Likewise I could have used a d20 and raised the Difficulty Number scales to range between 10 and 30 instead of 1 and 20, that would have made the game swingier and more exciting. But I didn't, because it is much harder to work with it on a mechanical level. Lower Attributes (between 1 and 10) would be worthless when compared to your die result, while high Attributes (between 10 and 20) would automatically succeed at many tasks. You could combine both of them (between 1 and 20) to get the best of both worlds, but you also get the worst of both worlds in that sometimes the dice decide everything and sometimes they are meaningless.

Instead of thinking about what the game would be like with d6's and d20's, let's think bigger. Let's think d100. For those who don't know, a d100 is two d10s but using one as decimals and one as units. This is often used as a "Percentile" system, where you want to roll under a specific number (say 50) and your odds of success that are an exact percentage (in this case, 50%). Percentile dice are very good for modeling a complex world with complex characters, because there is just so much range between 1 and 100 you can add a lot of detail to things that way.

The problem is that it is too complex and detailed to play smoothly. Making every 1% of that 100% matter is, to put it lightly, difficult. If you are not going to make every 1% matter and you'll just stick to making things come in chunks of 5% or 10%, then you might want to use a d20 or d100 instead. Percentile is also very, very random. It has more variance than the d20, though it fortunately has flat odds of success so it doesn't have the problem where your stats are either too high or too low to be comparable to the dice roll. It does work much better in Chaotic games though, especially those with tables of random results. I like percentile but it is difficult to design with it.

I could also use "dicepools", which is to say, have every Test involve lots of dice. Said dice can be added up to make a greater result, adding multiple d6s together (often between 2 and 4) to create a bell curve effect. You can roll very low or very high, but most of the time you will roll average. Much like with just having 1d6, I don't want the game to be that predictable by default.

There are also systems featuring "Exploding" dice. A die that explodes is one where getting the highest possible result means you get to roll again and add the new result on top of the original number. You roll a 10, and that lets you roll another d10, and getting another 10 lets you roll another one again. The name comes from, presumably, the fact that your totally average roll can randomly explode into a ridiculously high result. This is very exciting, as you can imagine, because it means you can poke a man with a stick and watch him explode in hilarious fashion, but it is also very difficult to balance because, well, a man can explode from being poked at. It is fun to play with but a little too random for my taste.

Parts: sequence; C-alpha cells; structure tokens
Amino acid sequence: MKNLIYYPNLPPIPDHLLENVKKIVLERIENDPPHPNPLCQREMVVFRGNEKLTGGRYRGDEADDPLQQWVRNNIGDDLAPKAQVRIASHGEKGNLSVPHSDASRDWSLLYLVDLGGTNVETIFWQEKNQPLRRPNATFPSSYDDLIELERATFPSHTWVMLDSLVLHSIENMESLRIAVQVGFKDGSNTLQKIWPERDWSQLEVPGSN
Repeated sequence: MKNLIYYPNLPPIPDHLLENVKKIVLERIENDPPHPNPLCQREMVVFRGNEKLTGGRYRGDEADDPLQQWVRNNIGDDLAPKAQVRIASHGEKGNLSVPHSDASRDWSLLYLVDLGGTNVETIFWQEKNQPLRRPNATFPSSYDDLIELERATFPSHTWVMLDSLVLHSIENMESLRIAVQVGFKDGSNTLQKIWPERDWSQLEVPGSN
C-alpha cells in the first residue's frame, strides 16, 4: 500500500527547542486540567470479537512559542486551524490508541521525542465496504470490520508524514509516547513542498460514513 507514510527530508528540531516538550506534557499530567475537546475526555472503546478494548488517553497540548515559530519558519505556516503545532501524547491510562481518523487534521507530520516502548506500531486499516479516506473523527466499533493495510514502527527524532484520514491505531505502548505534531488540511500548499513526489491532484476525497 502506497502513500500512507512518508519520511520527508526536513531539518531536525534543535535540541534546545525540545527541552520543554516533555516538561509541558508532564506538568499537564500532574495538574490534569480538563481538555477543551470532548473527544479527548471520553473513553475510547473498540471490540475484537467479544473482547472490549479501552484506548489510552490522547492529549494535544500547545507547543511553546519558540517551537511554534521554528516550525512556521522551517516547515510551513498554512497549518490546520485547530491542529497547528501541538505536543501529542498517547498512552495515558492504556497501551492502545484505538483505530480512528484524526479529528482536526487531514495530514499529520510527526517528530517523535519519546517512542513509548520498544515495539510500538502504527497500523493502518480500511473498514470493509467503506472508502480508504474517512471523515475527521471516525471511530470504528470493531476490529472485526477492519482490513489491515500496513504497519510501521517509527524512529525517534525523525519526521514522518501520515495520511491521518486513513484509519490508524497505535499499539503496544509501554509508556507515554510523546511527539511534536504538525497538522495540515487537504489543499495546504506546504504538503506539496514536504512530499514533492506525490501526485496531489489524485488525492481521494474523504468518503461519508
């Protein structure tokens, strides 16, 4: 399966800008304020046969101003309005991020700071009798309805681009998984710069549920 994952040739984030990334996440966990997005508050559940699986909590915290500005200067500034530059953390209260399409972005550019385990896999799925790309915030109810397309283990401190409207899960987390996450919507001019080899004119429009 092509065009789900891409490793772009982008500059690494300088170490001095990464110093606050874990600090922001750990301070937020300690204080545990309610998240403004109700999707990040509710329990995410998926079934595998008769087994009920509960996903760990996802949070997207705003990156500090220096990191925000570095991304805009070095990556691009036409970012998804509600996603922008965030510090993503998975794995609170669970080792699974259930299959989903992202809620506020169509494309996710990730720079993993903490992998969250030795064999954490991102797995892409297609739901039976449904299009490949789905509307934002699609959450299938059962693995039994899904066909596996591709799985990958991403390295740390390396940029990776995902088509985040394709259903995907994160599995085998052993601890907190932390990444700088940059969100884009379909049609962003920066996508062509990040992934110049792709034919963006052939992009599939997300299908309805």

There is also one other method to solve things in a random way: Cards. You could have everyone draw cards at the beginning of an Operation and play them instead of rolling dice, using the appropriate number as the result. It adds a whole new element of strategy to it, because you want to save your best cards for your more important plays but at the same time you can't just play 1's early on because you'll just get killed. There could be ways to let you draw more cards and replenish your hand during your Turn too. The GM too would get to play like this, having more cards than the other Players and likely saving the good ones for the Boss while letting the Grunts die. It would make everyone perform much better when it counts, and I'd love to give designing a game like this a try sometime. The problem is that I do most of my gaming online, and decks of cards are harder to simulate with a chatroom bot than dice rolls.

There are also the d8 and d12 but I like to pretend they don't exist.

Seven Years of Bad Luck

No type of conflict resolution is inherently better than others. As long as you are aware of how each method works and what type of Roleplaying Games it is best suited for, you will do good. I know I've skipped over a few, but these are the ones I considered briefly for use with BCG. There are a few things that you should not do with randomness though, they are the "Taboos" of luck-based mechanics in a way, and anyone who breaks them will suffer frustrating gameplay and annoyed Players.